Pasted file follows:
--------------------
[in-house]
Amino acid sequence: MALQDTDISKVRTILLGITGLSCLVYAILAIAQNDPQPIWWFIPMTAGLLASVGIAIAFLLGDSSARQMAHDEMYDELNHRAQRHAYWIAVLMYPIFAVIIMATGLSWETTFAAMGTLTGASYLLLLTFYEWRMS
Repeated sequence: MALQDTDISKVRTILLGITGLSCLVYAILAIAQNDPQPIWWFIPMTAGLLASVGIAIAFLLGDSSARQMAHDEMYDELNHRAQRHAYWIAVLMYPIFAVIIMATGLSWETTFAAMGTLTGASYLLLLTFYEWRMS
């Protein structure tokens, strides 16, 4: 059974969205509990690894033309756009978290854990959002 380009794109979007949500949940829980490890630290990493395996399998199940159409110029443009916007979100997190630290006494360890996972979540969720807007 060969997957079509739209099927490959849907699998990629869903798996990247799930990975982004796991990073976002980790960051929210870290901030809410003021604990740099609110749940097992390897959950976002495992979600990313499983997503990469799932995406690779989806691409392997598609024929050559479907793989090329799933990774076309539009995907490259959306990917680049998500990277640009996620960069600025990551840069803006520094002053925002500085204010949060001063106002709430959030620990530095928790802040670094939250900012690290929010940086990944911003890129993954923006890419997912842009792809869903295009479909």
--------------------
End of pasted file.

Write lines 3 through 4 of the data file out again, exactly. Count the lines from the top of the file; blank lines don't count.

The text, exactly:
Repeated sequence: MALQDTDISKVRTILLGITGLSCLVYAILAIAQNDPQPIWWFIPMTAGLLASVGIAIAFLLGDSSARQMAHDEMYDELNHRAQRHAYWIAVLMYPIFAVIIMATGLSWETTFAAMGTLTGASYLLLLTFYEWRMS
């Protein structure tokens, strides 16, 4: 059974969205509990690894033309756009978290854990959002 380009794109979007949500949940829980490890630290990493395996399998199940159409110029443009916007979100997190630290006494360890996972979540969720807007 060969997957079509739209099927490959849907699998990629869903798996990247799930990975982004796991990073976002980790960051929210870290901030809410003021604990740099609110749940097992390897959950976002495992979600990313499983997503990469799932995406690779989806691409392997598609024929050559479907793989090329799933990774076309539009995907490259959306990917680049998500990277640009996620960069600025990551840069803006520094002053925002500085204010949060001063106002709430959030620990530095928790802040670094939250900012690290929010940086990944911003890129993954923006890419997912842009792809869903295009479909």